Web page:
3 January, 1999
Sunday, January 3rd, 1999, Christchurch, NZ
About my visit to the CDC (Clothing Distribution Center): I was the only person checking in and I had enough time to look around
after I tryed all my gear. Every item had to fit well. You must imagine that we had temperatures in the 80ties and I had to try
on the thermal underwear, fleece layers, wind gear, socks, hats, neck warmer, gloves, and the famous white "bunny boots". Needless to say that I was sweating but I went outside for some photo opportunities anyway!
The packing of the clothing was very systematic as well. We were given one orange canvas bag labeled "HOLD", a second labeled " CARRY ON". The "Carry On" bag was only carryed on and then to be stored away, but accessible when we were leaving the plane. It should include 2 sets of thermals and all of the ECW which we were supposed to wear during the fligh plus a set of change of zivillian clothing in case we would not leave and had to return in Christchurch. The " Hold " bag included more of issued clothing plus anything of your own you could fit. You could also take another bag along as "Hold" luggage as long as all of it would not be more than 73 pounds! All of this gear would be stored with the rest of the cargo. Some sorting was nessecary so you would not have to go back to the Hotel in your big Antarctic boots in case the plane would not leave that day because you would not have access to your gear in the "hold". It worked for most of us. I heard someone got confused while packing, retuned on the flight back to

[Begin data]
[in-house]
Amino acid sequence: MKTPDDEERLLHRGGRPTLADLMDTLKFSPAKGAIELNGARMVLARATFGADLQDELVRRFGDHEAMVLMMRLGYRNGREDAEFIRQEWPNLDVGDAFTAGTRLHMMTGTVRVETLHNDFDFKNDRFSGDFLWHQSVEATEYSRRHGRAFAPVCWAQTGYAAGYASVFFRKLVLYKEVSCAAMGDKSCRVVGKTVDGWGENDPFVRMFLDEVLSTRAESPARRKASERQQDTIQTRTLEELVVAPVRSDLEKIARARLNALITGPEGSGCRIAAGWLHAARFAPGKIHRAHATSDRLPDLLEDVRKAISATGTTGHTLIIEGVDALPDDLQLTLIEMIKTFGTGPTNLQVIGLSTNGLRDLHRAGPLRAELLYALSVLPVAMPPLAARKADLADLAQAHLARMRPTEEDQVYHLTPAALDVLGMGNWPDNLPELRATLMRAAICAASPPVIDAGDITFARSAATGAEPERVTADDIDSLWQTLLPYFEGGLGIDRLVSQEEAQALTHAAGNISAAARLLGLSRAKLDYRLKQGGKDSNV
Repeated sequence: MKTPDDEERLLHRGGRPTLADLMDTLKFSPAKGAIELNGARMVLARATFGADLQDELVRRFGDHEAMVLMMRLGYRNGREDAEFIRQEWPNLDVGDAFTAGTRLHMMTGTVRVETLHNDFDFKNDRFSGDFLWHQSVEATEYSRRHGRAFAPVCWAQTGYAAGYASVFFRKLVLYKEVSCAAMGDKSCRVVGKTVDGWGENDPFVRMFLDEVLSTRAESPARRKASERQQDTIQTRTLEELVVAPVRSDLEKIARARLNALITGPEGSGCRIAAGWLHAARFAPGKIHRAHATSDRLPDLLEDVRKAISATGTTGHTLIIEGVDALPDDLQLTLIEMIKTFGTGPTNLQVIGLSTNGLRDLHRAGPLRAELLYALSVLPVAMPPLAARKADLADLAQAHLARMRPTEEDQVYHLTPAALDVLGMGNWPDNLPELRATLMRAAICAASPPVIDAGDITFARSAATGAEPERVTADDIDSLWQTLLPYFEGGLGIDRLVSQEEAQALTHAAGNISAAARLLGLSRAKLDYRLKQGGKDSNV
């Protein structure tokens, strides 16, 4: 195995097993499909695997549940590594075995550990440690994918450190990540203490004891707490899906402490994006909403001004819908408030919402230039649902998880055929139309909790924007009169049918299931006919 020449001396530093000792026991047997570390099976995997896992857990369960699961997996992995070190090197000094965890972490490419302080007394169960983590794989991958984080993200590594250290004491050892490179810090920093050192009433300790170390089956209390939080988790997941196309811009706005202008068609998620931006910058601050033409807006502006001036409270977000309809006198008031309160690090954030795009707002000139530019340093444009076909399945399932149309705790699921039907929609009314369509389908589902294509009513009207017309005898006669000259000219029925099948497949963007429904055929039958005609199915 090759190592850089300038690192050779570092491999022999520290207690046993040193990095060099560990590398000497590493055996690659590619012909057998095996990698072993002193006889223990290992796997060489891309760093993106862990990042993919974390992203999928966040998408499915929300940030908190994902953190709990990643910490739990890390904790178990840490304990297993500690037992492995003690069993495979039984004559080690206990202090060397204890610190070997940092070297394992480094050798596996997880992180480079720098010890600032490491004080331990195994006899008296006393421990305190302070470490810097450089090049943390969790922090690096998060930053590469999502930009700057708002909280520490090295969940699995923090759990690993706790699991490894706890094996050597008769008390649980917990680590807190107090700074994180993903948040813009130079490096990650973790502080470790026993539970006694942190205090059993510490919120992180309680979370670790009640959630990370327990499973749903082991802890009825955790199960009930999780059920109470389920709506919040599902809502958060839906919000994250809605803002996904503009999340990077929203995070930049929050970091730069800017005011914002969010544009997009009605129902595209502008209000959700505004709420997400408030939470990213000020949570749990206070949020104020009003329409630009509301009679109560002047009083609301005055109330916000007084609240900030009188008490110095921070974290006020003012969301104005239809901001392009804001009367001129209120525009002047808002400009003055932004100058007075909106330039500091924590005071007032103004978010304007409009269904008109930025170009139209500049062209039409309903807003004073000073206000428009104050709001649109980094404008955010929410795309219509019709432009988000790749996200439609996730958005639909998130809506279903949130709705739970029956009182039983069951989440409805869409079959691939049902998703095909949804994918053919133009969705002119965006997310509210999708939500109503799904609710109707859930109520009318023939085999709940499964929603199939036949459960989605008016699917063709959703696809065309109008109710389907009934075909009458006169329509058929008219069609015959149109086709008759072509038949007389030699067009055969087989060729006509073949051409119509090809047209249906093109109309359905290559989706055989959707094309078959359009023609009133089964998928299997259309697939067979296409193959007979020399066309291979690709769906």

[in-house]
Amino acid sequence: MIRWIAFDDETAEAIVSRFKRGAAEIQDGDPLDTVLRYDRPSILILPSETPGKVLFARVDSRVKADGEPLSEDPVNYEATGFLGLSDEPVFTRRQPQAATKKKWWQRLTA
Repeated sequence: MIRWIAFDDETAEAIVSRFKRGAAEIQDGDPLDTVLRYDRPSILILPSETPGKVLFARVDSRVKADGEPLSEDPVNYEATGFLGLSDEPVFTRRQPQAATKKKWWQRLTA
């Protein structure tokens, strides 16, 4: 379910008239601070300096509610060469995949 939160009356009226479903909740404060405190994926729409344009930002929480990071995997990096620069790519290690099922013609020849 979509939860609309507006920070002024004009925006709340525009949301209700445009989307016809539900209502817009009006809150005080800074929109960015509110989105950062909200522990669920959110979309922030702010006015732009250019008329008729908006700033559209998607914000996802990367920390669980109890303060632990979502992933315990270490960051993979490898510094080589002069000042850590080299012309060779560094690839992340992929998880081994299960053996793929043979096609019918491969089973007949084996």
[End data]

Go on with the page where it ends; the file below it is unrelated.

Christchurch because of bad weather.. The had no other shoes than the heavy boots.Though funny, it was probably not much fun to walk
in them in summer temperatures in Chrischurch.
I felt prepared and ready to go. But I was not certain yet when that would be. More time for fine-tuned trip preparations.
About the question why Christchurch was choosen for the
final leave to the Antarctic. Christchurch has been a gate way for Antarctic expeditions for many years. Many of the old explorers sail boats left from here to reach and explore the Atnarctic waters. It is now also the best plane route to McMurdo which is the main U.S.A. station in the Antarctic. Research vessels usually leave from Chile, South America, to McMurdo. Other expeditions also leave from South Africa to reach other parts of the Antarctic continent. All of these continents are close to the Antarctic if you look at the globe from the South.
I just found out that another teacher from the NSF program is at the Windsor and her flight was also delayed. Her name is Sue Bowman. She will also be going to the South Pole doing reasearch on neutrinos. Check
out her web site if you want to know what these little parcticle are and why her team from Berkely has to come all the way to the South Pole to study it.
I continue to feel better and I feel strong and ready to go. Stay tuned for the next report.
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